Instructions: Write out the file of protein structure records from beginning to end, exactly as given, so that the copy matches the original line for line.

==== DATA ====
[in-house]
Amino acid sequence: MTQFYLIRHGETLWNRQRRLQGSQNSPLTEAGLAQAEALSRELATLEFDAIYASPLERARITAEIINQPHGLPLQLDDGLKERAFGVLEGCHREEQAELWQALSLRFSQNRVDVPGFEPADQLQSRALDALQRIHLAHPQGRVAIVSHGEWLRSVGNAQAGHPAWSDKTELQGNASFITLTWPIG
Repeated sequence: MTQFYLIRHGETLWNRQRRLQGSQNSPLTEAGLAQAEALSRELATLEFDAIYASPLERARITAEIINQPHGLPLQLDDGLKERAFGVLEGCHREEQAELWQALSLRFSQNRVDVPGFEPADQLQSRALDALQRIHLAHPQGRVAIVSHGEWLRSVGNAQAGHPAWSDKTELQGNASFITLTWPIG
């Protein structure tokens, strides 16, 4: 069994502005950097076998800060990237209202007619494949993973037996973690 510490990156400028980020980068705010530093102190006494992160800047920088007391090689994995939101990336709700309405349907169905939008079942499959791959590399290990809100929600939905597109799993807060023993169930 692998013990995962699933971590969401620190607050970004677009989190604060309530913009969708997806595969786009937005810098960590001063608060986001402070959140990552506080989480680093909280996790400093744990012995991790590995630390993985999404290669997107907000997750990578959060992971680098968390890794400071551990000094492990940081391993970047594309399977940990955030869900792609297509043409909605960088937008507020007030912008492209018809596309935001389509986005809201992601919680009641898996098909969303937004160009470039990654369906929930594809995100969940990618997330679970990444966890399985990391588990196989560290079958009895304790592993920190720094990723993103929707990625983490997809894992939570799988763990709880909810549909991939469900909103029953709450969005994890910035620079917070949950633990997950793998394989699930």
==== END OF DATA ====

[in-house]
Amino acid sequence: MTQFYLIRHGETLWNRQRRLQGSQNSPLTEAGLAQAEALSRELATLEFDAIYASPLERARITAEIINQPHGLPLQLDDGLKERAFGVLEGCHREEQAELWQALSLRFSQNRVDVPGFEPADQLQSRALDALQRIHLAHPQGRVAIVSHGEWLRSVGNAQAGHPAWSDKTELQGNASFITLTWPIG
Repeated sequence: MTQFYLIRHGETLWNRQRRLQGSQNSPLTEAGLAQAEALSRELATLEFDAIYASPLERARITAEIINQPHGLPLQLDDGLKERAFGVLEGCHREEQAELWQALSLRFSQNRVDVPGFEPADQLQSRALDALQRIHLAHPQGRVAIVSHGEWLRSVGNAQAGHPAWSDKTELQGNASFITLTWPIG
């Protein structure tokens, strides 16, 4: 069994502005950097076998800060990237209202007619494949993973037996973690 510490990156400028980020980068705010530093102190006494992160800047920088007391090689994995939101990336709700309405349907169905939008079942499959791959590399290990809100929600939905597109799993807060023993169930 692998013990995962699933971590969401620190607050970004677009989190604060309530913009969708997806595969786009937005810098960590001063608060986001402070959140990552506080989480680093909280996790400093744990012995991790590995630390993985999404290669997107907000997750990578959060992971680098968390890794400071551990000094492990940081391993970047594309399977940990955030869900792609297509043409909605960088937008507020007030912008492209018809596309935001389509986005809201992601919680009641898996098909969303937004160009470039990654369906929930594809995100969940990618997330679970990444966890399985990391588990196989560290079958009895304790592993920190720094990723993103929707990625983490997809894992939570799988763990709880909810549909991939469900909103029953709450969005994890910035620079917070949950633990997950793998394989699930």